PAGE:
La Jetée/Sans Soleil. color & b/w. 27/103+ min. Criterion Collection. 1963/1983. Blu-ray ISBN 9781604655360. $39.95.
Made up mostly of still images, La Jetée scarcely qualifies as a motion picture. Avant-garde French filmmaker Chris Marker instead employs a dazzling montage, along with narration, music, and sound effects, in this time-travel tale that inspired Terry Gilliam’s 12 Monkeys (1995). Bending the travelog genre while exploring the nature of experience, Sans Soleil visits Japan, plus France, Iceland, and, finally, San Francisco, for locations used in Alfred Hitchcock’s Vertigo (1958). Making their Blu-ray debut, this thematically and visually bold pair of experimental films will appeal to true cinephiles.
Mozart’s Sister. color. 120 min. In French w/English subtitles. Music Box Films. 2011. DVD UPC 736211214652. $29.95; Blu-ray UPC 736211214751. $38.95.
Five years older than her little brother Wolfgang, Maria Anna Mozart served first as the family’s featured performer, playing before appreciative royal courts throughout Europe, until strict gender roles forced her to play second fiddle. René Féret directs his luminous daughter Marie in a speculative story about a prodigy overshadowed by her disproportionately supported sibling. Beautifully photographed and boasting plenty of exquisite scenes, Sister is no Amadeus, but it plays pretty well. For historical-drama aficionados.
Rapt. color. 123 min. In French w/English subtitles. Kino Lorber. 2011. DVD UPC 738329076221. $29.95; Blu-ray UPC 738329083922. $34.95.
Kidnapped and held for ransom, a rich and influential French businessman (Yvan Attal) finds out that the asking price is too high when his gambling debts and romantic infidelity come to light. While his family wants to pay whatever it takes, the company he founded is more interested in cutting its losses in the face of a public scandal. And the police just want to save him. Director Lucas Belvaux offers a tense and thrilling drama that plays like a procedural for handling hostage negotiations. For thoughtful thriller buffs.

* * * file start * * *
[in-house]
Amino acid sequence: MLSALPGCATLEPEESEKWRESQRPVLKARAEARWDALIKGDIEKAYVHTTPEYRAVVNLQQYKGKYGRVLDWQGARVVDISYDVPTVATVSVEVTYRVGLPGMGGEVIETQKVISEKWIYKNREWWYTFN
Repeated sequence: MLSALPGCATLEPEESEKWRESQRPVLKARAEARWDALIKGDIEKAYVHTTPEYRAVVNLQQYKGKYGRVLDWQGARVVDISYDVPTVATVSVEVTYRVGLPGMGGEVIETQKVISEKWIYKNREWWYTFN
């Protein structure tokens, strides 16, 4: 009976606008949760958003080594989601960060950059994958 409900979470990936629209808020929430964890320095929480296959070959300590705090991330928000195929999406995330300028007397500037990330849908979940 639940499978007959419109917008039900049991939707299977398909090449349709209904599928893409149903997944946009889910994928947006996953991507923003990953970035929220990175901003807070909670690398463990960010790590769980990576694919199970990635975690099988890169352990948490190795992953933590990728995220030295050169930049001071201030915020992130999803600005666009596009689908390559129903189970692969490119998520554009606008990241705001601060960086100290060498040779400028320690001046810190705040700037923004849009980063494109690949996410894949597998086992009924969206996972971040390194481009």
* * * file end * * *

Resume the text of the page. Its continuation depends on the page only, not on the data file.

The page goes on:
Vanya on 42nd Street. color. 120+ min. Criterion Collection. 1994. DVD ISBN 9781604655353. $29.95; Blu-ray ISBN 9781604655346. $39.95.
In his final film, Louis Malle (1932‚ 95) reunites with his My Dinner with Andre (1981) collaborators André Gregory and Wallace Shawn to record the rehearsals of a new version of Anton Chekhov’s Uncle Vanya, staged in a shuttered Manhattan theater. Capturing the actors’ process of discovery offers its fair share of pleasures, but Vanya pales next to the best of Malle’s work, including Au Revoir les Enfants, Atlantic City, and Damage, to name a few. For theater buffs and Malle completists. [See Trailers, LJ 1/12.]
Woody Allen: A Documentary. color & b/w. 195+ min. 2011. Docurama, dist. by New Video. DVD ISBN 9781422948873. $29.95.
Initially shown as a two-part American Masters episode on PBS, documentarian Robert Weide’s careful examination of the multitalented Allen covers the comic’s career and private life, not shying from his relationship with former girlfriend Mia Farrow’s adopted daughter Soon-Yi Previn. Candid interviews with the often reclusive artist are mixed with observations from friends and colleagues, plus the requisite film clips. Bonus footage not previously seen enhances the appeal of this title for Allen’s many fans. [See Trailers, LJ 2/1/12.]